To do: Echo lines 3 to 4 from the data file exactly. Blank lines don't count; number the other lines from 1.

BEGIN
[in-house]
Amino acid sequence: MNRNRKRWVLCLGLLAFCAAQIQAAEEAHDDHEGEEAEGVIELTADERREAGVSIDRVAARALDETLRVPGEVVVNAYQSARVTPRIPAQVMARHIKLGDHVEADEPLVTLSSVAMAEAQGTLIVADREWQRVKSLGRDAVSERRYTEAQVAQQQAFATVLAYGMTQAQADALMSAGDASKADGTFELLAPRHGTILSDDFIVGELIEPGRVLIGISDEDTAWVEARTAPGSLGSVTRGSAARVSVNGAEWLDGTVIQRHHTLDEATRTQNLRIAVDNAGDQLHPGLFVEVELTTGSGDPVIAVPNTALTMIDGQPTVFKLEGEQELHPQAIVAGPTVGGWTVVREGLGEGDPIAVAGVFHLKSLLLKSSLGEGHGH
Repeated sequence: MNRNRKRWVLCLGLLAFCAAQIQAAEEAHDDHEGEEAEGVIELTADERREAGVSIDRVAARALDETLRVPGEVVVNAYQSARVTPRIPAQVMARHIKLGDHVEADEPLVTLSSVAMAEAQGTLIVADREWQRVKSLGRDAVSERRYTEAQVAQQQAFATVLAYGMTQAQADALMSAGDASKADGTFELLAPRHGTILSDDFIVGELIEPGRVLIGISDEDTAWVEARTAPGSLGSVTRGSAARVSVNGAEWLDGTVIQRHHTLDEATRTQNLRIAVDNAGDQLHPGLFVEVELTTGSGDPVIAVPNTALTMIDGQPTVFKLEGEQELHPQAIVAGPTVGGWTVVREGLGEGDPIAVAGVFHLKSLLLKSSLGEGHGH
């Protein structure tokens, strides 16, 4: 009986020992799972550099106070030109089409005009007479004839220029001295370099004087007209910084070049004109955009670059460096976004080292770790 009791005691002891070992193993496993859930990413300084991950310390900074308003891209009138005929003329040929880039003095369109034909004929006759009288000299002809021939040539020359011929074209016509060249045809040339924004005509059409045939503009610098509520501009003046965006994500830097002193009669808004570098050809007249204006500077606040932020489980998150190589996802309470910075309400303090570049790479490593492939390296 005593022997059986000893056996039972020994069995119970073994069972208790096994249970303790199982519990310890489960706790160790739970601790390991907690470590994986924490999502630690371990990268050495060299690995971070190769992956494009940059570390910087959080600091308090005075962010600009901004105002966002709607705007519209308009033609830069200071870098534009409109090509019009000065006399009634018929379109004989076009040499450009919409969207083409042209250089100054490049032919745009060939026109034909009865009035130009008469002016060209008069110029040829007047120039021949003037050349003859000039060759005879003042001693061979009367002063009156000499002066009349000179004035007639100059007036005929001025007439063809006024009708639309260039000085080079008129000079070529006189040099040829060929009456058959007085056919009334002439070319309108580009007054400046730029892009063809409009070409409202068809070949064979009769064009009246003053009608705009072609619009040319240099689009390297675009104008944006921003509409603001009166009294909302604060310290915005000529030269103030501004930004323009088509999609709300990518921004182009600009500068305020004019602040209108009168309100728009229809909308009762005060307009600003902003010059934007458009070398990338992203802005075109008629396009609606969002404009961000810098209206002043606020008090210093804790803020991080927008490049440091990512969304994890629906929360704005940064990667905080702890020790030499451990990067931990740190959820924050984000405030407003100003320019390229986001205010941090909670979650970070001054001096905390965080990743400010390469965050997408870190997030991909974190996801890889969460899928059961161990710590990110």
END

Repeated sequence: MNRNRKRWVLCLGLLAFCAAQIQAAEEAHDDHEGEEAEGVIELTADERREAGVSIDRVAARALDETLRVPGEVVVNAYQSARVTPRIPAQVMARHIKLGDHVEADEPLVTLSSVAMAEAQGTLIVADREWQRVKSLGRDAVSERRYTEAQVAQQQAFATVLAYGMTQAQADALMSAGDASKADGTFELLAPRHGTILSDDFIVGELIEPGRVLIGISDEDTAWVEARTAPGSLGSVTRGSAARVSVNGAEWLDGTVIQRHHTLDEATRTQNLRIAVDNAGDQLHPGLFVEVELTTGSGDPVIAVPNTALTMIDGQPTVFKLEGEQELHPQAIVAGPTVGGWTVVREGLGEGDPIAVAGVFHLKSLLLKSSLGEGHGH
């Protein structure tokens, strides 16, 4: 009986020992799972550099106070030109089409005009007479004839220029001295370099004087007209910084070049004109955009670059460096976004080292770790 009791005691002891070992193993496993859930990413300084991950310390900074308003891209009138005929003329040929880039003095369109034909004929006759009288000299002809021939040539020359011929074209016509060249045809040339924004005509059409045939503009610098509520501009003046965006994500830097002193009669808004570098050809007249204006500077606040932020489980998150190589996802309470910075309400303090570049790479490593492939390296 005593022997059986000893056996039972020994069995119970073994069972208790096994249970303790199982519990310890489960706790160790739970601790390991907690470590994986924490999502630690371990990268050495060299690995971070190769992956494009940059570390910087959080600091308090005075962010600009901004105002966002709607705007519209308009033609830069200071870098534009409109090509019009000065006399009634018929379109004989076009040499450009919409969207083409042209250089100054490049032919745009060939026109034909009865009035130009008469002016060209008069110029040829007047120039021949003037050349003859000039060759005879003042001693061979009367002063009156000499002066009349000179004035007639100059007036005929001025007439063809006024009708639309260039000085080079008129000079070529006189040099040829060929009456058959007085056919009334002439070319309108580009007054400046730029892009063809409009070409409202068809070949064979009769064009009246003053009608705009072609619009040319240099689009390297675009104008944006921003509409603001009166009294909302604060310290915005000529030269103030501004930004323009088509999609709300990518921004182009600009500068305020004019602040209108009168309100728009229809909308009762005060307009600003902003010059934007458009070398990338992203802005075109008629396009609606969002404009961000810098209206002043606020008090210093804790803020991080927008490049440091990512969304994890629906929360704005940064990667905080702890020790030499451990990067931990740190959820924050984000405030407003100003320019390229986001205010941090909670979650970070001054001096905390965080990743400010390469965050997408870190997030991909974190996801890889969460899928059961161990710590990110």